The group that works with the producers of our jewelry from India not only help the artisans find their way out of poverty through fair wages, but they donate a percentage of sales to the Girl’s Education Fund, which provides educational scholarships to girls in the most marginalized families they serve. In India, 64% of young adolescent girls drop out of school to help take care of siblings, run the household or for arranged marriages.   Through an increase in sales from the products they handcraft, the organization was able to send three times as many girls to school last year! 

And this is just a sampling of many more projects that are going on around the world, benefitting the artisans and their families who make our gorgeous products! All I can say is this: WOW – fair trade rocks! 

 

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Happy Fair Trade Holidays

Posted on December 10, 2014 by Susan Fish | 0 comments

Last weekend we had the privilege of having a booth at the Saratoga Springs, NY, Fair Trade Marketplace.   The excitement in the air was palpable among both vendors and customers, as everyone there was supporting fair trade. Normally at shows I say something like this to customers as they browse: “everything is fair trade and hand made by artisans in villages all over the world,” so people know they are buying something special and meaningful.   In Saratoga, however, customer after customer asked ME about the products – “tell me the story behind this,” “where is it made?”, “how are the artisans paid?”, etc.  It was truly thrilling to be among knowledgeable people who understand what fair trade is about and who are shopping consciously!  I kept saying to myself, “yes, more and more people get it!”

So the holidays are approaching fast and we all have choices as to how we shop.  I thought I’d share just a handful of reasons why buying fair trade is so beneficial and meaningful. (I am focusing here on fair trade crafts, not edibles). 

  1. Fair trade means safe working conditions and of course, fair wages. This enables community members to earn a living and find their way out of poverty.
  2. Fair trade products are very high quality since they are individually crafted by talented artisans.
  3. Fair trade connects you with other cultures. The products reflect the people and culture of the country they come from while helping the artisans who make them.
  4. Fair trade supports communities.   The organizations working with fair trade cooperatives also invest in education, healthcare, housing and other community resources.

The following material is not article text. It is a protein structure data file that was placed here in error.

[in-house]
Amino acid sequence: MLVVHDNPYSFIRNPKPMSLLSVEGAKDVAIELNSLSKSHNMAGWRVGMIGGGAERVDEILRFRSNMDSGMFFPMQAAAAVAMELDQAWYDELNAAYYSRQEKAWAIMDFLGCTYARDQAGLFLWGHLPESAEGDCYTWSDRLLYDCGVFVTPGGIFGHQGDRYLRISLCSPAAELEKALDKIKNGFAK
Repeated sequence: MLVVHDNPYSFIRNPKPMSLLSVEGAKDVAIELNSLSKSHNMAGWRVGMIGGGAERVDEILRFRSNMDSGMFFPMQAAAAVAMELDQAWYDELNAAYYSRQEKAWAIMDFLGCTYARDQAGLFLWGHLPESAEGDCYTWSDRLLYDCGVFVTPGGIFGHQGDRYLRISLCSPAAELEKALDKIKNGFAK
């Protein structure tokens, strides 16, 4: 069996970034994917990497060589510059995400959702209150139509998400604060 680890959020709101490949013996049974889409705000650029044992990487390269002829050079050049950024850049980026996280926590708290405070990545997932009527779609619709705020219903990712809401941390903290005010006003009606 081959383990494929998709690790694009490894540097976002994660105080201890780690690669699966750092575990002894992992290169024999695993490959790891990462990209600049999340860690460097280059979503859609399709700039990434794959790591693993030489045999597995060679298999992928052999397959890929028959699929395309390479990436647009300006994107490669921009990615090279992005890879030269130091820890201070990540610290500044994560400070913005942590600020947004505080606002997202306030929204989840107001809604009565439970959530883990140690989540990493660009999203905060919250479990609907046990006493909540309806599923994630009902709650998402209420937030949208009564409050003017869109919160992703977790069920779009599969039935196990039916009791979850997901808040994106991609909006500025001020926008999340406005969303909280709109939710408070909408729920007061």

5. Fair trade is good for the environment.   The cooperatives and workshops focus on sustainable products and environmentally sound practices as well as high quality goods. 

These reasons and many more are what fuel my passion for this work.   What a great way to shop consciously and purposefully while making a powerful difference in someone’s life – I call that a true win-win!

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An Expression of Gratitude on the Eve of Thanksgiving

Posted on November 26, 2014 by Susan Fish | 0 comments

As Thanksgiving approaches I like to focus on what I am grateful for, as so many Americans do at this time of year.   There is what’s right in front of me - my wonderful husband, amazing kids, incredible friends and relatives, and the home in which I live. But as I reflect deeper, I take a look at the things I take for granted every single day: enough food on the table, plenty of clothes to wear, clean water, modern plumbing, heat in the winter, a car, a comfortable bed, a roof over my head, access to quality healthcare…….I could go on and on!

Then I think about the artisans whose beautiful handiwork the Women’s Peace Collection is featuring. They live in the most impoverished conditions, many without the basic living conditions I mention above.   We carry so many products from Guatemala not only because they are beautiful, but because Guatemala is one of the poorest countries in the world and without access to American markets many of the artisans could not survive, and would not have enough food on the table (many still don’t!).